Continuing our guide to the SSH2 File Transfer Protocol (more commonly known as SFTP), this post addresses the protocols and ports involved in SFTP so that you can easily understand how connections between SFTP servers and clients operate.

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SSH2 Protocol Use Cases


The SSH2 network protocol allows an encrypted data stream to be established between a client and a server over an unsecured network. While SSH2 can secure any network service, typical use cases include:

  • Providing secure access for users
  • Managing network systems and access (issuing remote commands, forwarding communications requests, etc.)
  • Securing data exchanges between automated processes
  • Transferring or manipulating files (via SFTP)


SFTP Protocol Connection and Authentication


The SSH2 File Transfer Protocol typically initiates a connection via the following process:

A Visual of the SFTP Connection Protocol


1. The requesting client contacts the server to establish a connection

SSH typically uses port 22 to establish a connection with an SFTP server. Once your firewall is configured to allow access to this port (or whichever port you specify for SFTP connections), a listener will monitor it for connection requests. Listeners are generally configured via your SSH server’s administration system.

A number of SSH servers exist, including Cerberus FTP Server. To configure an SSH2 SFTP Listener in Cerberus FTP Server, click here.


2. Both client and server negotiate security parameters in order to open a secure channel (the SSH tunnel or “secure shell”)

During this negotiation, the client and the server choose the specific symmetric encryption algorithm that will be used for the session from a set of standards available to both machines. SSH2 supports a number of ciphers and MAC algorithms for this purpose.

Once the initial connection is encrypted, the client and server then establish the encryption protocol that will be used to transmit data and validate each other’s identity through a key exchange. The most common are Diffie-Hellman and elliptic curve Diffie Hellman (see the full list of SSH2 Key Exchange Methods, Ciphers and MAC Algorithms Cerberus supports here).


3. The requesting client’s user provides login credentials to access data/files on the server

This step represents the final user-facing access check, and may not always be required (although doing so is recommended). Administrators have two options for client authentication: passwords and SSH keys, and SFTP servers typically allow both to be used concurrently. Depending on a network’s security configuration, a client may only need to provide its credentials on first connection.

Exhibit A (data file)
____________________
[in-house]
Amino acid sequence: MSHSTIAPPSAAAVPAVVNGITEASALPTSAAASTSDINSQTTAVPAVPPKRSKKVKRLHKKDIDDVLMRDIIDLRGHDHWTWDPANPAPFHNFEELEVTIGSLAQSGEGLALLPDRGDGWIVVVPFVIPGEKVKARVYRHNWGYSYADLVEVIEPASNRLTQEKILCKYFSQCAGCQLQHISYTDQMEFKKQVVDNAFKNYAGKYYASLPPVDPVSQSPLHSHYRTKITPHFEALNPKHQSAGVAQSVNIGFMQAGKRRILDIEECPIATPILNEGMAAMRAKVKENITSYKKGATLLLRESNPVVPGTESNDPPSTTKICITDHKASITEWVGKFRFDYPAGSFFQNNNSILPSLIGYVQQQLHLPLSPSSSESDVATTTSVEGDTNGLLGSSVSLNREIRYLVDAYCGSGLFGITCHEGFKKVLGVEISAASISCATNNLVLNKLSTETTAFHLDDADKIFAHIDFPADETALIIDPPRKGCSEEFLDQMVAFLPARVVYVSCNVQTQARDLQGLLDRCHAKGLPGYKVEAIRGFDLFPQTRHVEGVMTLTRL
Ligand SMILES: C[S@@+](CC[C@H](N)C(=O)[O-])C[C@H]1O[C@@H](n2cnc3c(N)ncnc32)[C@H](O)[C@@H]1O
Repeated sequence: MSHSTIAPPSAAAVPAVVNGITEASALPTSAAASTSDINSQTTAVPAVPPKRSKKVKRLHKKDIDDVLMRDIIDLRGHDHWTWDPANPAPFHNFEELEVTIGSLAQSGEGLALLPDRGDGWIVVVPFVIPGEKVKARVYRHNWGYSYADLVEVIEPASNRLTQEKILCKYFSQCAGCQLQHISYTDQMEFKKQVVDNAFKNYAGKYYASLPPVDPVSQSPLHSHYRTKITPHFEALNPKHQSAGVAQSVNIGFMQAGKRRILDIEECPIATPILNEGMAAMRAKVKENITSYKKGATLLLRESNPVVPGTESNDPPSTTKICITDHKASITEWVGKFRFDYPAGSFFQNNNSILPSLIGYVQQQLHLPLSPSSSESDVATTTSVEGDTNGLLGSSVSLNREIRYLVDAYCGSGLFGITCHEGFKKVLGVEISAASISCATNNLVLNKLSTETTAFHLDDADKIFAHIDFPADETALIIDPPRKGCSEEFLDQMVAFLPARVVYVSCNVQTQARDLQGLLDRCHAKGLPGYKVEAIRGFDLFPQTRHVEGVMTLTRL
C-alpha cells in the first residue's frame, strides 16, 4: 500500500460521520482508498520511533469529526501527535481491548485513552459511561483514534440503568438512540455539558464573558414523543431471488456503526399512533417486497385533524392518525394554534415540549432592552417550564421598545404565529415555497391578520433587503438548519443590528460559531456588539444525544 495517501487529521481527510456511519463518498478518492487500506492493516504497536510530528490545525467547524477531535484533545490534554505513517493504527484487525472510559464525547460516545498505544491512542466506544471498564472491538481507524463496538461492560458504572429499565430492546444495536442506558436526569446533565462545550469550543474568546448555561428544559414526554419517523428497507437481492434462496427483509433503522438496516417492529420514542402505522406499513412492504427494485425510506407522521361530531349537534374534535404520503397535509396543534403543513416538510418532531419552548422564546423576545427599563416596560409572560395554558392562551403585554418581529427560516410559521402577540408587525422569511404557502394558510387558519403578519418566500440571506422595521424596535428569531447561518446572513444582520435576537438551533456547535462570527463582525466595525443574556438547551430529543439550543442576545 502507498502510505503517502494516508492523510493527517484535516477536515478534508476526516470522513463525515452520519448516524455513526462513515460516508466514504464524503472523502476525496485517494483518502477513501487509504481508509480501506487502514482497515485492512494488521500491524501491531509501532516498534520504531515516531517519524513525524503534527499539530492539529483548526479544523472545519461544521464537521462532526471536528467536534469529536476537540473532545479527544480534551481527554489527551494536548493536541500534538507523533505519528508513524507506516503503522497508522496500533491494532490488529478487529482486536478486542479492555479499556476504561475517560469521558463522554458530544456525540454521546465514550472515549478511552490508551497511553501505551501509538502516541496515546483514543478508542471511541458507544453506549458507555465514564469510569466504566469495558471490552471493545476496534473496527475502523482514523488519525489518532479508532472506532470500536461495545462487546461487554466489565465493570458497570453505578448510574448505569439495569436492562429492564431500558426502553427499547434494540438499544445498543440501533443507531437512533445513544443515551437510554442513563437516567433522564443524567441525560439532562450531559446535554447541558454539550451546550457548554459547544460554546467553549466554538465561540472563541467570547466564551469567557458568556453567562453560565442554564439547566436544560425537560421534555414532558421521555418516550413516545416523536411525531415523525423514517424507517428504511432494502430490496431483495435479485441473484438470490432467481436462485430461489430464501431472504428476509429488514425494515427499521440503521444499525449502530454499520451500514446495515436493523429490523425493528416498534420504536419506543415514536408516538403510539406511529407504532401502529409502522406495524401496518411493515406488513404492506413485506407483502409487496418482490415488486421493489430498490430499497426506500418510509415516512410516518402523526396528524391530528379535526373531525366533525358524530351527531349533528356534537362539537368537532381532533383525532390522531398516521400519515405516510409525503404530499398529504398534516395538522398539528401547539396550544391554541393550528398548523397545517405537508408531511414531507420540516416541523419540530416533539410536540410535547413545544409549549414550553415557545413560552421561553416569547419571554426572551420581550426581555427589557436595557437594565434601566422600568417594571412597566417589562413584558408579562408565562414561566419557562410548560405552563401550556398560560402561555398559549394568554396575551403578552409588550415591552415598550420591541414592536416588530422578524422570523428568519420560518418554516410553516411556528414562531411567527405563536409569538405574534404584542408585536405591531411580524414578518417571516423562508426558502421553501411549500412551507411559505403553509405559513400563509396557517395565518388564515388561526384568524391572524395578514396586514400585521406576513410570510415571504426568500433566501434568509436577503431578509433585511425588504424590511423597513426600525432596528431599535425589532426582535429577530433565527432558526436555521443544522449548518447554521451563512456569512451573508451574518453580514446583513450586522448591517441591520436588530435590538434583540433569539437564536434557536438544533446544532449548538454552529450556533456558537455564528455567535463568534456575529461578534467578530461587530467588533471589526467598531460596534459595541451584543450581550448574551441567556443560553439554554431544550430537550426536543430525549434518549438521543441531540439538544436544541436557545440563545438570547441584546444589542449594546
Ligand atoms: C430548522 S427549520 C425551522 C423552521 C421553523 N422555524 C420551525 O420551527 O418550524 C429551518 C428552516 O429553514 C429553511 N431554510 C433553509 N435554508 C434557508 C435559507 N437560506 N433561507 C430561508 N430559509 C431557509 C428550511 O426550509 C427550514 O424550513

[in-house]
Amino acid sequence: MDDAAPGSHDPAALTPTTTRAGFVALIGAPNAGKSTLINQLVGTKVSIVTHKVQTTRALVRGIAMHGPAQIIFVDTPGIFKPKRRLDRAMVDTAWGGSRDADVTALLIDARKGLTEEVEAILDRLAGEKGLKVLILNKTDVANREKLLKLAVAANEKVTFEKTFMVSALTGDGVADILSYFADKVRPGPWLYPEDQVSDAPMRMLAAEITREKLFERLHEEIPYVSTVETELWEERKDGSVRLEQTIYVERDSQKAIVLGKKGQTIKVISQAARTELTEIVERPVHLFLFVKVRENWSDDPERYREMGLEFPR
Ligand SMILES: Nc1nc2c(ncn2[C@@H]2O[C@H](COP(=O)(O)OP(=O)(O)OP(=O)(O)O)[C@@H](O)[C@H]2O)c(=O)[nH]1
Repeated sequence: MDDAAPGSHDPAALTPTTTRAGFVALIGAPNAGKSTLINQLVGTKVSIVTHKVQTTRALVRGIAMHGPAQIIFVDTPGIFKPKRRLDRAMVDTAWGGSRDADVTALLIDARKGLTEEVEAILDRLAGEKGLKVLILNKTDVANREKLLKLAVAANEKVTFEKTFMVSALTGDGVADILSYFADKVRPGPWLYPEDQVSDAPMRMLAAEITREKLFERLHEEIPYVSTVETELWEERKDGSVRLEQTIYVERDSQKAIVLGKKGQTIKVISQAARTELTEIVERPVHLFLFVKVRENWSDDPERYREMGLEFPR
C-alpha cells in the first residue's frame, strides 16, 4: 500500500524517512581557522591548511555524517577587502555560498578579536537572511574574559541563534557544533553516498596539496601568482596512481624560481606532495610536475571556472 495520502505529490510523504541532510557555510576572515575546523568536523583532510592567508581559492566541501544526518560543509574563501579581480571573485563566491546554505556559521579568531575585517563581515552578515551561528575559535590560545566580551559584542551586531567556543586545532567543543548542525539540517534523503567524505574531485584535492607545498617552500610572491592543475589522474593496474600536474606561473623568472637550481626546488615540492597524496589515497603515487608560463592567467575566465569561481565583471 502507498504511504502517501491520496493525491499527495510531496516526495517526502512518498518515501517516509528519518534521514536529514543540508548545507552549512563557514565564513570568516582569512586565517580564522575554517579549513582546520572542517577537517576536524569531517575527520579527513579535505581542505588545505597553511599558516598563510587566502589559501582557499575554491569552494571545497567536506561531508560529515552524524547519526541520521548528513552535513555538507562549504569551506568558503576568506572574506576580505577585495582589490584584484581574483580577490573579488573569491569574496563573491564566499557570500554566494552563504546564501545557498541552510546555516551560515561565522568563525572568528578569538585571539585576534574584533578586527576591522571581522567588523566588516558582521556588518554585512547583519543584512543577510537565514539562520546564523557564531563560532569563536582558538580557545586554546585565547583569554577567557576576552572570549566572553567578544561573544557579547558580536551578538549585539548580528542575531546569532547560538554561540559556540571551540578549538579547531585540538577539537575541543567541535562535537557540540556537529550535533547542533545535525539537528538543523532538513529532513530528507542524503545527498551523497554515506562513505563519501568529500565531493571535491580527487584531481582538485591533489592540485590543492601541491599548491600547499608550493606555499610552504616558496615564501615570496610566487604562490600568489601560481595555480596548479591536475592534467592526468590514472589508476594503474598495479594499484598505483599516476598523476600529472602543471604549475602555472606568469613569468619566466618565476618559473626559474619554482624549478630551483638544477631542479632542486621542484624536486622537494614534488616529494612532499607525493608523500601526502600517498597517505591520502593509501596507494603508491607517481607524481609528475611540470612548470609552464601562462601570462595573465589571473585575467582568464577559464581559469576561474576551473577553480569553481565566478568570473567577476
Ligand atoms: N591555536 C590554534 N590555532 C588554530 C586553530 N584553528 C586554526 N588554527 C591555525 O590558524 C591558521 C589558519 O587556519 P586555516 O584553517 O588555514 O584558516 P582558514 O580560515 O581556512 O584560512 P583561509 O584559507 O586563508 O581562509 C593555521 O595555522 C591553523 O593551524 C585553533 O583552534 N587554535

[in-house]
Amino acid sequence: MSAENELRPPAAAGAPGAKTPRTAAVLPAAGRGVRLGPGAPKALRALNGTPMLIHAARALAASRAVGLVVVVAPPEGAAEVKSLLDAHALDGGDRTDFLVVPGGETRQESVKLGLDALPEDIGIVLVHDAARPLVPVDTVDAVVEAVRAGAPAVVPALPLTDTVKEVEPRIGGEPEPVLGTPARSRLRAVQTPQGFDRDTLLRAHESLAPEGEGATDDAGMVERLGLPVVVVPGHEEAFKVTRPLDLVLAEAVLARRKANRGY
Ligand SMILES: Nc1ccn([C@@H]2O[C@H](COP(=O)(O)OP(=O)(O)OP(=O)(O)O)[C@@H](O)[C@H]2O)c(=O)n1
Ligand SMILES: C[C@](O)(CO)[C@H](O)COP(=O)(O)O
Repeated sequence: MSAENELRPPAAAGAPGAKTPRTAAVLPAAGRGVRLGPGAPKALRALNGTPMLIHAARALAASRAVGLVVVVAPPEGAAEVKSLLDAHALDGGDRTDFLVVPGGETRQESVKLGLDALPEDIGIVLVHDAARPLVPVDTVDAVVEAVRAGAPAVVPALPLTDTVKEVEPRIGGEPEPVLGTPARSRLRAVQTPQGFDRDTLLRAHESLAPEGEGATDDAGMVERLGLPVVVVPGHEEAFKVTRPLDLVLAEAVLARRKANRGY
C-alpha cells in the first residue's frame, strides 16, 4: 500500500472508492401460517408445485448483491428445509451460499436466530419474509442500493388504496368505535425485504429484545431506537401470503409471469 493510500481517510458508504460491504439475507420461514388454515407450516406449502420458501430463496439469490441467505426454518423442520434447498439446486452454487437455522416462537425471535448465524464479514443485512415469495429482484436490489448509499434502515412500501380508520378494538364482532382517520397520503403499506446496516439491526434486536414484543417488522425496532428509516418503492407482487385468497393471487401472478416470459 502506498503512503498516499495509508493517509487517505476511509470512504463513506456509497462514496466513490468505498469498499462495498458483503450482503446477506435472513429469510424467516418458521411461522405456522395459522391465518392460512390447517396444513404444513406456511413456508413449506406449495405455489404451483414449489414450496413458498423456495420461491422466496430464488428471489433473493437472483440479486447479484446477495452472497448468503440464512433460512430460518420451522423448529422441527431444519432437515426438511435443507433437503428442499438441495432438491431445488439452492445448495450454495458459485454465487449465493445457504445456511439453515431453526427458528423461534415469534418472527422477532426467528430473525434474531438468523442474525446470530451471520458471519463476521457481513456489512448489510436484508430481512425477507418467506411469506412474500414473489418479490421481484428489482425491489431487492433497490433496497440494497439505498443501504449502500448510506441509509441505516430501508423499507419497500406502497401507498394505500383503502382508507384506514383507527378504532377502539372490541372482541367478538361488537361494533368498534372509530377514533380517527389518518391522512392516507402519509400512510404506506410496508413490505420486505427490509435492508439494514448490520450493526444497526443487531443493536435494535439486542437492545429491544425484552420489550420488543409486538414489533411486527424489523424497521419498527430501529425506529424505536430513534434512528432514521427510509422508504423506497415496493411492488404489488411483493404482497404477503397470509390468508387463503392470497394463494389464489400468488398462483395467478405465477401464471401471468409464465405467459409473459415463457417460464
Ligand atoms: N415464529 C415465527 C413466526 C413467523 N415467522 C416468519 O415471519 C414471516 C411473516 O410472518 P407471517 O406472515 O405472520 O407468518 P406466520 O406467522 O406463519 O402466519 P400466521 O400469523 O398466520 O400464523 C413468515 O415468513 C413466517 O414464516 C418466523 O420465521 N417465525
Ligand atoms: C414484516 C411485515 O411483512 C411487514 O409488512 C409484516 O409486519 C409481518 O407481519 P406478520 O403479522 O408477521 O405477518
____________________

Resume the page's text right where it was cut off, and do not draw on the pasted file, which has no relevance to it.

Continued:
More on SFTP Key Management


SFTP/SSH Key Generation

SSH keys are generated in public/private pairs, with the public key used during initial transmission to authorize a session but the private key remaining secret to validate the key pair itself. Both the client and server will exchange public keys and await a response that proves that the other party is who it claims to be (using a decrypted response via the private key) before proceeding to the main session.

Key pairs can be generated and stored on the client or server machine, with the primary security concern being keeping the private key secure. Cerberus FTP recommends generating the SSH key pair on the client machine to minimize this risk.

Keys can be generated automatically at the time of connection, or manually, and can be used in conjunction with other security/identity authentication processes. Typical practice is to assign each public key to a specific user in order to track network access.

SFTP/SSH Key Security Management

One of the most common security concerns with the SFTP protocol is SSH key management. Administrators may experience challenges with private key distribution as well as self-provisioned or abandoned keys. As SSH keys by themselves do not validate a user’s identity, it is important to ensure that keys are monitored and managed on a regular basis.

Unlock the full potential of SFTP keys in securing your file transfers. JSCAPE, also part of the trusted Redwood Software family, delves into the nuances of SFTP key management and two-factor authentication on the blog: What Is An SFTP Key?